Feng Chen Wang graduated from the Royal College of Art in 2015, but she’s already amassed a strong celebrity following — Rihanna, M.I.A. and Russell Westbrook are fans — with her men’s collection, which merges streetwear with technical fabrics.
This season, Wang wanted to take the negative connotation out of the Made in China label and she did that by focusing on craftsmanship rather than mass production. Wang, who is Chinese, produces her collection in China.
She brought a new spin to basic athleticwear. Sweatpants, joggers and cargo pants were updated with deliberately placed slashes, pockets and drawstrings. Wang lent parkas a bit of drama by elongating them to the floor, adding ruching details to the sleeves or making them more voluminous. And instead of hiding the Made in China label, she placed it on the front of T-shirts — the Nike checks on Air Jordan Ones also featured the label. Three-dimensional “MIC” letters, which have become a signature for Wang, appeared on shirt sleeves and waist bags. Wang also presented a couple of aprons and exaggerated gloves to bring home the craftsmanship theme.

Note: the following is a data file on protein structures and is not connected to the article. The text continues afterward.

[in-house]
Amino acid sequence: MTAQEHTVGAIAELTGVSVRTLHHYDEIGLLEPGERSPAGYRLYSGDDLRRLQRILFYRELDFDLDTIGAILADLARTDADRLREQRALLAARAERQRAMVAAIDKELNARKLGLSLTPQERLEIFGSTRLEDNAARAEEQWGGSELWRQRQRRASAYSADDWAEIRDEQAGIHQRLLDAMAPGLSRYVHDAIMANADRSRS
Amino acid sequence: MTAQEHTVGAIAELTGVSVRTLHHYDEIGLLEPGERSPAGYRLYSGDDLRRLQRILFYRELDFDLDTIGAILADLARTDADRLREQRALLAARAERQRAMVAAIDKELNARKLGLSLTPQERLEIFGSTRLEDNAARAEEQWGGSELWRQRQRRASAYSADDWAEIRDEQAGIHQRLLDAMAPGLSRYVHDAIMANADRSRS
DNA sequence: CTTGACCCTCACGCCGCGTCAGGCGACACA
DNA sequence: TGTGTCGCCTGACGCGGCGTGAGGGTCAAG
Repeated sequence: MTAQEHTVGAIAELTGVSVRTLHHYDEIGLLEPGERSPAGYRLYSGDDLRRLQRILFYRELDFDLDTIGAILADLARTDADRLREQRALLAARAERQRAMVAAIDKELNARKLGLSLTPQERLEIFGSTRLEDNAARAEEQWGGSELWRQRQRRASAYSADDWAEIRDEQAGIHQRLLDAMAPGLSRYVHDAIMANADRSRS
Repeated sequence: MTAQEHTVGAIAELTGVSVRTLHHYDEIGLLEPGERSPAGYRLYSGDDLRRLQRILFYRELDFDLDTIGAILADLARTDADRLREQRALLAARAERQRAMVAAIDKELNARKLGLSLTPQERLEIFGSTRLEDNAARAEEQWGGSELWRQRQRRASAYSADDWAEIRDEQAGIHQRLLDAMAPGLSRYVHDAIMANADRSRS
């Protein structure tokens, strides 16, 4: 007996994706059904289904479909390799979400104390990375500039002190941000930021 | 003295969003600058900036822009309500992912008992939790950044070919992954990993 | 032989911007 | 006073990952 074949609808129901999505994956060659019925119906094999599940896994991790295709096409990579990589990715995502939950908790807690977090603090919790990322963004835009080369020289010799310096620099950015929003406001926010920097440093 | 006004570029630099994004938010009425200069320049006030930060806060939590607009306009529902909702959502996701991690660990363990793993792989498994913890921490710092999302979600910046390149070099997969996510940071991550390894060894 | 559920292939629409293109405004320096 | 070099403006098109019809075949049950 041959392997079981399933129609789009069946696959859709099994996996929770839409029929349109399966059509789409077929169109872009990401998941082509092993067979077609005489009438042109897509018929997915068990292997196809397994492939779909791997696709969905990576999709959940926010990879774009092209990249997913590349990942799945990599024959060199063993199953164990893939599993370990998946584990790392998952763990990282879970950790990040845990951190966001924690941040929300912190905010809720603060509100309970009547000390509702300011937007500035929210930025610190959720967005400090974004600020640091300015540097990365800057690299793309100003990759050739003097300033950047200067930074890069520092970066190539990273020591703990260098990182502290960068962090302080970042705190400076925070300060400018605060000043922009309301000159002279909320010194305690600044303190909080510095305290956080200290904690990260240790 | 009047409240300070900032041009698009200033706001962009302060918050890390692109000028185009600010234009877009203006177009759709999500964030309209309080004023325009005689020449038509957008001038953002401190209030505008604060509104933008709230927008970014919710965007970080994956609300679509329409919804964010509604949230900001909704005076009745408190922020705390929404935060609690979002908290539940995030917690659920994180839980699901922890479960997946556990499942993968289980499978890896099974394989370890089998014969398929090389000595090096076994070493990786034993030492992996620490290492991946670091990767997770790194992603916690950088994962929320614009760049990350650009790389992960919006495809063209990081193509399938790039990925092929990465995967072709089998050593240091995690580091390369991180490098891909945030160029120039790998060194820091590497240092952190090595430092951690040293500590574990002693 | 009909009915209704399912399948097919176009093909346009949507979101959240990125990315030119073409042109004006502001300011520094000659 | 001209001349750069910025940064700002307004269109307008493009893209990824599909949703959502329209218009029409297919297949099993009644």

It’s hard to stand out in the flooded streetwear market, but Wang managed to do that with a collection that was personal and inventive.
See More From the Men’s 2018 Collections:
Todd Snyder Men’s Spring 2018: The designer revealed a much baggier silhouette for spring.
Private Policy Men’s Spring 2018: Although Western references are not new in men’s wear, Private Policy’s adventurous version offered a unique and fresh perspective.
R. Swiader Men’s Spring 2018: Rafal Swiader played with hard and soft, showing more structured pieces with more fluid items such as linen overalls and sheer blouses.
Maiden Noir Men’s Spring 2018: The brand juxtaposed a California beach vibe with Vietnam-era protests.
Heliot Emil Men’s Spring 2018: The collection was inspired by post-combat stress.